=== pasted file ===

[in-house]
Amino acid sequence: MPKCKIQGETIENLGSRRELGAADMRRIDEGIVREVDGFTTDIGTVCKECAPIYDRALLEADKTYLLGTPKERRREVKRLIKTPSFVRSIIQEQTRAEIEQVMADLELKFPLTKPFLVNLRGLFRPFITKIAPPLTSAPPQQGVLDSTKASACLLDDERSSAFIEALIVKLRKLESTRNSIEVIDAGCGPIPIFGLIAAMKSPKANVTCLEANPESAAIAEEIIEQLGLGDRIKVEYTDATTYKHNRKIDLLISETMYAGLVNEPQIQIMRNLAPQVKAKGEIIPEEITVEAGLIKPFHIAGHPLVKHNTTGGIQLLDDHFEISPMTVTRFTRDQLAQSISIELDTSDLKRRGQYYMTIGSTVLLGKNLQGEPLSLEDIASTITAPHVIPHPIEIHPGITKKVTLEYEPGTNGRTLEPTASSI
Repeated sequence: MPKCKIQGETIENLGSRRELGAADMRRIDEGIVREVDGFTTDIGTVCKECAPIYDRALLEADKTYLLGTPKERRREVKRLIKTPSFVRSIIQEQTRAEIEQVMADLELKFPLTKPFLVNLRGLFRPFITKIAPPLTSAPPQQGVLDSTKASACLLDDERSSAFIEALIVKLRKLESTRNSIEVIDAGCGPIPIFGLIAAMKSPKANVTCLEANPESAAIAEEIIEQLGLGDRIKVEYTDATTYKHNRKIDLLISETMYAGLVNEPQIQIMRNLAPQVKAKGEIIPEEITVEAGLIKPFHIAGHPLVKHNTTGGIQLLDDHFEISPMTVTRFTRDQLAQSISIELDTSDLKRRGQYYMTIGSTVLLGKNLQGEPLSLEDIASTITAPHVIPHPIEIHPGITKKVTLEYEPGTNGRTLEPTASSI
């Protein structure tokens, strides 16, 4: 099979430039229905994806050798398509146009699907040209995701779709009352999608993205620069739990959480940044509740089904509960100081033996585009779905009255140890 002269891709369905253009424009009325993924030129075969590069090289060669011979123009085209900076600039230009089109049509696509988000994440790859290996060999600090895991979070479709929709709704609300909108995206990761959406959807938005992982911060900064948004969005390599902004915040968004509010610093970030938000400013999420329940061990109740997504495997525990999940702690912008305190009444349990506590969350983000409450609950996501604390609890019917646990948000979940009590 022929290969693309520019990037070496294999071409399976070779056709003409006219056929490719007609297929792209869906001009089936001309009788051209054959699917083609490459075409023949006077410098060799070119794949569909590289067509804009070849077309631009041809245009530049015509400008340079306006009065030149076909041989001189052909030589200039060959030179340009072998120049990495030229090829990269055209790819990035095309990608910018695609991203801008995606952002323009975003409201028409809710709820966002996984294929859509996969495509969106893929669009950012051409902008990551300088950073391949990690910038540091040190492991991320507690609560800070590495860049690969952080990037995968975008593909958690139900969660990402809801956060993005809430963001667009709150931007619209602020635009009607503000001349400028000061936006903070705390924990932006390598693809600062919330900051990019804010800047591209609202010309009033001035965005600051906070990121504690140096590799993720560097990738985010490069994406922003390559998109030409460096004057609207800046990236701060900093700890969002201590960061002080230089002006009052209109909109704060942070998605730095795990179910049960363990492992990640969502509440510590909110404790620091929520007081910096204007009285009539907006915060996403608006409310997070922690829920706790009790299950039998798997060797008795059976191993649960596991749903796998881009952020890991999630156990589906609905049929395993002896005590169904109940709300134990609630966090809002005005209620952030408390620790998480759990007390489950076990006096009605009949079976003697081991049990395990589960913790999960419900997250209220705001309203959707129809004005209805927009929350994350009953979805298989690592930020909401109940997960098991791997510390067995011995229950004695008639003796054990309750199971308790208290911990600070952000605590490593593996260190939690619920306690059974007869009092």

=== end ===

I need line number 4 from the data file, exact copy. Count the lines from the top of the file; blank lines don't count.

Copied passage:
């Protein structure tokens, strides 16, 4: 099979430039229905994806050798398509146009699907040209995701779709009352999608993205620069739990959480940044509740089904509960100081033996585009779905009255140890 002269891709369905253009424009009325993924030129075969590069090289060669011979123009085209900076600039230009089109049509696509988000994440790859290996060999600090895991979070479709929709709704609300909108995206990761959406959807938005992982911060900064948004969005390599902004915040968004509010610093970030938000400013999420329940061990109740997504495997525990999940702690912008305190009444349990506590969350983000409450609950996501604390609890019917646990948000979940009590 022929290969693309520019990037070496294999071409399976070779056709003409006219056929490719007609297929792209869906001009089936001309009788051209054959699917083609490459075409023949006077410098060799070119794949569909590289067509804009070849077309631009041809245009530049015509400008340079306006009065030149076909041989001189052909030589200039060959030179340009072998120049990495030229090829990269055209790819990035095309990608910018695609991203801008995606952002323009975003409201028409809710709820966002996984294929859509996969495509969106893929669009950012051409902008990551300088950073391949990690910038540091040190492991991320507690609560800070590495860049690969952080990037995968975008593909958690139900969660990402809801956060993005809430963001667009709150931007619209602020635009009607503000001349400028000061936006903070705390924990932006390598693809600062919330900051990019804010800047591209609202010309009033001035965005600051906070990121504690140096590799993720560097990738985010490069994406922003390559998109030409460096004057609207800046990236701060900093700890969002201590960061002080230089002006009052209109909109704060942070998605730095795990179910049960363990492992990640969502509440510590909110404790620091929520007081910096204007009285009539907006915060996403608006409310997070922690829920706790009790299950039998798997060797008795059976191993649960596991749903796998881009952020890991999630156990589906609905049929395993002896005590169904109940709300134990609630966090809002005005209620952030408390620790998480759990007390489950076990006096009605009949079976003697081991049990395990589960913790999960419900997250209220705001309203959707129809004005209805927009929350994350009953979805298989690592930020909401109940997960098991791997510390067995011995229950004695008639003796054990309750199971308790208290911990600070952000605590490593593996260190939690619920306690059974007869009092």